The plants in each of these one acre plots were observed periodically throughout the growing season and it was noted that the plants treated with the present composition were taller by an average of about 2 inches and were 3 indices darker in foliage color than the control plants which had been treated with the Rhizobium phaseolus only. At harvest, the yield of the plants treated with the present composition was 109 pounds per acre greater than the yield of the control plants.
The results of these and various other tests and experiments indicate that the effect of the present composition is synergistic and may possibly be attributed to a symbiotic relationship between the Arthrobotrys fungi and the Rhizobia bacteria and the inoculated plant.
In view of the foregoing, it will be seen that this invention provides a stable, easily applied legume-inoculating composition whose use results in unusual and unexpected improvements in plant growth and crop yield.
|Cited Patent||Filing date||Publication date||Applicant||Title|
|US3013946 *||Apr 24, 1959||Dec 19, 1961||Boots Pure Drug Co Ltd||Spore composition and process of preparing same|
|SU571467A1 *||Title not available|
|Citing Patent||Filing date||Publication date||Applicant||Title|
|US4875921 *||Jun 26, 1987||Oct 24, 1989||Agracetus Corporation||Bacterial agricultural inoculants|
|US4973559 *||Jan 12, 1990||Nov 27, 1990||The United States Of America As Represented By The Secretary Of The Agriculture||Cellulolytic, N2 -fixing bacteria and use thereof|
|US5288296 *||Dec 27, 1989||Feb 22, 1994||W. R. Grace & Co.||Production of microbial field crop inoculants|
|US5366532 *||Feb 25, 1988||Nov 22, 1994||Lipha, Lyonnaise Industrielle||Fertilizers containing microorganisms and their production processes|
|US5811092 *||Jun 14, 1995||Sep 22, 1998||Idro 2000 S.A.||Nematophage agent against nematodes of the meloidogyne genus|
|DE4426396A1 *||Jul 26, 1994||Feb 1, 1996||Ulrich Prof Dr Zimmermann||Verfahren zur Herstellung konzentrierter Lösungen von mikroverkapselten Zellen oder von suspendierten Wirkstoffen in mikroverkapselter Form|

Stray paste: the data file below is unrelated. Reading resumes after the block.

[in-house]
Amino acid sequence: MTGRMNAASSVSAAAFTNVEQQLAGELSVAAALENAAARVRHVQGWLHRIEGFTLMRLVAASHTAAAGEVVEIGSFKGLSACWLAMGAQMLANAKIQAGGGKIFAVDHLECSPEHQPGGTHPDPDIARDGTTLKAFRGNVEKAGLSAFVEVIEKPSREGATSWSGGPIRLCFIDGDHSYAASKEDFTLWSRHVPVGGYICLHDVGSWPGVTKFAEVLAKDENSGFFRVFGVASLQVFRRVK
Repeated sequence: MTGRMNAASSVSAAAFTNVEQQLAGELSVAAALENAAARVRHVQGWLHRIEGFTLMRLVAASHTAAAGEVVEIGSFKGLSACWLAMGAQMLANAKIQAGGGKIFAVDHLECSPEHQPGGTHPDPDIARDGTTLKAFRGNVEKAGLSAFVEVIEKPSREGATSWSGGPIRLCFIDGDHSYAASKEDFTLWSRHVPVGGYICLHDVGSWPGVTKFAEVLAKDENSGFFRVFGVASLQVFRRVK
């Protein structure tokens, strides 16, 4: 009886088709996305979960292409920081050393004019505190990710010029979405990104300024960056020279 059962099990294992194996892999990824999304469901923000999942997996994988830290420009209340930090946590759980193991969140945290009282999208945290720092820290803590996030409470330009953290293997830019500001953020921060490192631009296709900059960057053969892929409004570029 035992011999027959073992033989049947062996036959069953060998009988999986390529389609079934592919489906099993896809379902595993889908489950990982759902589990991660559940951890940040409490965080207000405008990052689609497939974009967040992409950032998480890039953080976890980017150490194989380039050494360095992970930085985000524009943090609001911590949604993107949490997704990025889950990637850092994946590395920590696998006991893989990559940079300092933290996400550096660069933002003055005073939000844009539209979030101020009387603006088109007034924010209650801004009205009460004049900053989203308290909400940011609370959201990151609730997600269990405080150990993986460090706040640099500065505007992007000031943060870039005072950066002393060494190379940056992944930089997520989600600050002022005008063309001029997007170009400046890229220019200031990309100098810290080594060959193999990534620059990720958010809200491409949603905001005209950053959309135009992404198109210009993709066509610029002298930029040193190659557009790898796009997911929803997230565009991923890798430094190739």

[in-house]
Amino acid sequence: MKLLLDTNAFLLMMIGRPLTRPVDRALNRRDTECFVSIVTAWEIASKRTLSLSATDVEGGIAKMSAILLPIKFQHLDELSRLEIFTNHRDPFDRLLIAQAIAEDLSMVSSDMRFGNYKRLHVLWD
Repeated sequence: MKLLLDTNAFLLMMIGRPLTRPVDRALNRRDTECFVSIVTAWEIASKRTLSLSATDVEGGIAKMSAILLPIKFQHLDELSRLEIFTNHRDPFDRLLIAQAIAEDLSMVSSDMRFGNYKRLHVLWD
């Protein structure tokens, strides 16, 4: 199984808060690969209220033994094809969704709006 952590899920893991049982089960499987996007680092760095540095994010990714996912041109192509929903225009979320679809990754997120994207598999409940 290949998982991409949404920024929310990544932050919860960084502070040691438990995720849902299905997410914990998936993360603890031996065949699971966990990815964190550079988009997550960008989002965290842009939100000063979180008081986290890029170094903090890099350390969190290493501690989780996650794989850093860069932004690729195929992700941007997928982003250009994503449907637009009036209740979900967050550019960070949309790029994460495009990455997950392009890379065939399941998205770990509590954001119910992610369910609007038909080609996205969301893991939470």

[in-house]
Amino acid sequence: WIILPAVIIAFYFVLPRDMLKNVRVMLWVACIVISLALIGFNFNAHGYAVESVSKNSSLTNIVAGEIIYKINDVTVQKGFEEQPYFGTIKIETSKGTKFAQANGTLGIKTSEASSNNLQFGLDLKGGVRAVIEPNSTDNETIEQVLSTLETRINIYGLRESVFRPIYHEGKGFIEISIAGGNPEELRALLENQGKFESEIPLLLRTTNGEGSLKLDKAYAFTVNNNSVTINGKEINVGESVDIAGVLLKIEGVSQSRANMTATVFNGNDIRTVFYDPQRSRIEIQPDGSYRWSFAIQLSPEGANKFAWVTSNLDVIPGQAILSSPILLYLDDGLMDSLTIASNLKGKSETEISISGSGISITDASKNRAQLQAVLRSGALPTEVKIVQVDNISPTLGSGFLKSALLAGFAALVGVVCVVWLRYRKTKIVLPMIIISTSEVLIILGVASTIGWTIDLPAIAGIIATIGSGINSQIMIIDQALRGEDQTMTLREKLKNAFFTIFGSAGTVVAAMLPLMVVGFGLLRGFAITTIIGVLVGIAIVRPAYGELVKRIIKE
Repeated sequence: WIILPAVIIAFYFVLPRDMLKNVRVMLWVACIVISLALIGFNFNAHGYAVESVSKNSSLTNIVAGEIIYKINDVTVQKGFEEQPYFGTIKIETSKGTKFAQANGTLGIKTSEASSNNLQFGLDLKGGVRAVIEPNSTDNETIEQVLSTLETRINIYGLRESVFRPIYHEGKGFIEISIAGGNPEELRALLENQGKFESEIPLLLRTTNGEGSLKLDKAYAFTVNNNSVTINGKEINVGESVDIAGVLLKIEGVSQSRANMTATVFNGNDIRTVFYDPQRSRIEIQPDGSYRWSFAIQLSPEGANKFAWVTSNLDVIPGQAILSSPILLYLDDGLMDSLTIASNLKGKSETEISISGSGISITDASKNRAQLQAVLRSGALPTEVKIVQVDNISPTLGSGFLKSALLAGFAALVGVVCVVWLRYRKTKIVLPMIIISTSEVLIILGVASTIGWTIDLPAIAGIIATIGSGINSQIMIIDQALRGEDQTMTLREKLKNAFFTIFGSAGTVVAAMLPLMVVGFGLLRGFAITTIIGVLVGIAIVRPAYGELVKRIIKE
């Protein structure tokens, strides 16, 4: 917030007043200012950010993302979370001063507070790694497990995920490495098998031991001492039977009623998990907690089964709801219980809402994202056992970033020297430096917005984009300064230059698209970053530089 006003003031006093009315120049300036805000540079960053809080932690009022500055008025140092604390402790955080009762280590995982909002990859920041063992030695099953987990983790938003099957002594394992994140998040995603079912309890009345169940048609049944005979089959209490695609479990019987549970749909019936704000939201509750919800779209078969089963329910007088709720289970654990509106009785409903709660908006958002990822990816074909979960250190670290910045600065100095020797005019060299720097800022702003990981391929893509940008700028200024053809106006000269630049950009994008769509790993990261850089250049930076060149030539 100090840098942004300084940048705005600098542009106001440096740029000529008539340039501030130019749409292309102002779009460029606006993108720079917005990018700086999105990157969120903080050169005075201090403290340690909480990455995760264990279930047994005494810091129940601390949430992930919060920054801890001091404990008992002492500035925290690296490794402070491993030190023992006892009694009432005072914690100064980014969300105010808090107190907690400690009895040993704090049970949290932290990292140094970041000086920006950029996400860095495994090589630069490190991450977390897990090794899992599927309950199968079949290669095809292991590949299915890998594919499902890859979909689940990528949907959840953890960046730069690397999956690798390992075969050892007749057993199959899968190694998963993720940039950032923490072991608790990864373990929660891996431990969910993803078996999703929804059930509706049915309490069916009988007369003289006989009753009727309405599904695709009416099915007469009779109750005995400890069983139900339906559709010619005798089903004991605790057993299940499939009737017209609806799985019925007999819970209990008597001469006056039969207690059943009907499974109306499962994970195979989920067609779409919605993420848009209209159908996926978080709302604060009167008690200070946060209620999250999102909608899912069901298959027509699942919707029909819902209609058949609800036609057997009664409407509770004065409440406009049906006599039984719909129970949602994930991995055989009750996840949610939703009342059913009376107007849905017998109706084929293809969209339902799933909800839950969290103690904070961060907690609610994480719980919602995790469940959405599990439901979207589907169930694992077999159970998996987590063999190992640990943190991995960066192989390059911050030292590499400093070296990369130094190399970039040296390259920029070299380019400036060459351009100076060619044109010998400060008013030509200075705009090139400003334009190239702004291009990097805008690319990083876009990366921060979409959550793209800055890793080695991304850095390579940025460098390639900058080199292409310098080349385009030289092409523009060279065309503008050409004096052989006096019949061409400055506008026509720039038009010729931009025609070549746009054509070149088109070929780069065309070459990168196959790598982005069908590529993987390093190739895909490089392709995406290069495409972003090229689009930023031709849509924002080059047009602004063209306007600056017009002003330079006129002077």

|EP0295968A1 *||Feb 25, 1988||Dec 21, 1988||Lipha, Lyonnaise Industrielle Pharmaceutique||Fertilizers containing microorganisms and method for producing the same|
|EP0559062A1 *||Feb 24, 1993||Sep 8, 1993||AGRA SOCIETA' DEL SEME S.r.l.||Seed priming composition, seeds primed with such composition and corresponding priming process|
|WO1989006274A1 *||Dec 29, 1988||Jul 13, 1989||Lee B Dexter||Cellulolytic, n2-fixing bacteria and use therefor|
|WO1994006732A1 *||Sep 10, 1993||Mar 31, 1994||Geratec S A Biotecnologia Apli||Method for obtaining a wettable powder inoculant for use with leguminous crops|
|U.S. Classification||71/7, 435/911, 435/254.1, 435/42, 435/252.2, 435/878|
|International Classification||C12N1/04, A01N63/04, A01C1/06, C05F11/08|
|Cooperative Classification||Y10S435/911, Y10S435/878, A01N63/04, C05F11/08, A01C1/06, C12N1/04|
|European Classification||A01N63/04, C05F11/08, C12N1/04, A01C1/06|
|Jun 1, 1982||AS||Assignment|
Owner name: AGRIGENETICS CORPORATION; 1145 CHESAPEAKE AVE., P.
Free format text: ASSIGNMENT OF ASSIGNORS INTEREST.;ASSIGNORS:JONES, JAMES L.;KEYSER, E. GLEN;PHILLIPS, JAMES C.;REEL/FRAME:004011/0276
Effective date: 19820527
|Jun 22, 1987||FPAY||Fee payment|
Year of fee payment: 4
|May 13, 1991||FPAY||Fee payment|
Year of fee payment: 8
|Jul 25, 1995||REMI||Maintenance fee reminder mailed|
|Dec 17, 1995||LAPS||Lapse for failure to pay maintenance fees|
|Feb 20, 1996||FP||Expired due to failure to pay maintenance fee|
Effective date: 19951220